Nimble: feedback please

nihilist's picture

Hello people,

I've had a growing interest in type design for about a year now, and this is perhaps my 4th attempt at a simple sans face. I just want to force myself to bring a project to completion, and produce a typeface that doesn't look too amateurish, even if it turns out very plain.

I was hoping for some feedback and suggestions about anything which you think stands out as needing some work. I'm still pretty new to this, but looking to learn—so please be kind!

- - - - - - - - - - - - -

Please note, so far I've only been working on drawing the glyphs, and the metrics are just done automatically in Illustrator just now.

Also, please ignore the 'Pro' tag on the name and the MyFonts promo look; I was just playing around :)

hrant's picture

It actually has a nice feel going for it, and overall seems technically competent.

The biggest problems are the binocular "g" (going too low, and leaning clockwise) and the "j" (troublesomely wide descender). In the caps, neither "M" is good.

BTW, move away from Illustrator and to a proper font editor ASAP.


cerulean's picture

Yeah, it's looking good. And applause for "the Lostry"; that must be one of the cleverest names I've seen.

"S" is leaning to the right.

Top of "f" looks a bit heavy and its curvature seems slightly out of place. Copying from "t" may serve better.

When I saw your "Q" I thought "Ah, what European country is he from, then?" Designers whose home language doesn't ordinarily use "Q" often seem to think of it as "O with line diacritic below." It's not wrong, but the disconnection is a little more stylized than readers of English usually expect in text. I think that more alternates are called for, and that the default should be like the first one but with a short vertical stroke to connect the existing shapes together.

osamu's picture

Not bad. Agree with the comment on the Q. It looks nice in isolation but in context it doesn't really work for me.

The angle and length of the 'slash' on your Ø and ø is wrong. 60° is way too much. Bring it down to 45° at least, and don't let the line extend (optically) below baseline or above x-height, definitely not past the overshoot.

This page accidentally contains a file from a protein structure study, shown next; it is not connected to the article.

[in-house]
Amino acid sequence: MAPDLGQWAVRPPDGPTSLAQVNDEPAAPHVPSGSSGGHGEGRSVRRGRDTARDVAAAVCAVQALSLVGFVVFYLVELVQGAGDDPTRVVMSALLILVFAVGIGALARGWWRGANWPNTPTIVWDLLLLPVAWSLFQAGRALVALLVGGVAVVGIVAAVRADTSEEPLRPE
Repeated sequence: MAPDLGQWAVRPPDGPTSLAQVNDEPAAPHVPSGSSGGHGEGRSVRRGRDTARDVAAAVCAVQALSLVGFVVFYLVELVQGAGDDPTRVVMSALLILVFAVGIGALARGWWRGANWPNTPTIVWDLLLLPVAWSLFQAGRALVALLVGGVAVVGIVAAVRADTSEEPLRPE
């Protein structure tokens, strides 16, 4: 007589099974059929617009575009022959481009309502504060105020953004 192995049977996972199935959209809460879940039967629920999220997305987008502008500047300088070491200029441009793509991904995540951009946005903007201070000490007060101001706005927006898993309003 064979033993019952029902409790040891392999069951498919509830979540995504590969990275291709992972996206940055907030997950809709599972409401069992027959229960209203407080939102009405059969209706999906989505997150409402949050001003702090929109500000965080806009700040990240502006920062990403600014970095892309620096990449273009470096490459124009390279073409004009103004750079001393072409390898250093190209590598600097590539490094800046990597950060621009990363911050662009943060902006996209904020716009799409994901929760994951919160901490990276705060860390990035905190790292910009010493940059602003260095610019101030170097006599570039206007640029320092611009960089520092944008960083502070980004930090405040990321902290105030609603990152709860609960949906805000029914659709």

And take hrant's advice on moving to a font editor asap - you're creating work for yourself labouring in illustrator.

nihilist's picture

Firstly, thanks for the quick responses, I really appreciate the feedback.

Hrant: I tried to draw the double-storey g with a shorter descender, but it wasn't working for me—do you think that the double-storey g needs to descend less, or would it be sufficient to match it with the other descending letters?

Cerulean: I'm actually a native English speaker from the UK! When I drew the disconnected Q I was basically just trying to do something different from the Qs I had drawn in previous typefaces—and when I began I suppose I was aiming more at a display face than a text face (the proportions used to be much more classical, but they've evened out as time went on).

Hrant & Osamu: Actually, this is the first typeface where I opted to draw my glyphs in the font editor from the start; when I said that I was using Illustrator for the metrics, I just meant that I haven't spaced or kerned the font properly yet, and have been using the 'Optical Kerning' setting on Illustrator when making specimen text compositions like those I posted above.

Thanks for all the suggestions, I'll do some more work and then post some more images up after!

hrant's picture

To me the binocular "g" is the first (and often only) glyph that has to look a bit ungainly (in terms of being vertically squooshed, and appearing slightly too small) for something much more important –namely good vertical proportions– not to go out of whack. Normally this applies to text faces, while this design is more in the display realm... which makes me think you might be better off with a monocular "g". But if you stick with a binocular one try making the bottom open (like in Meta).


Syndicate content Syndicate content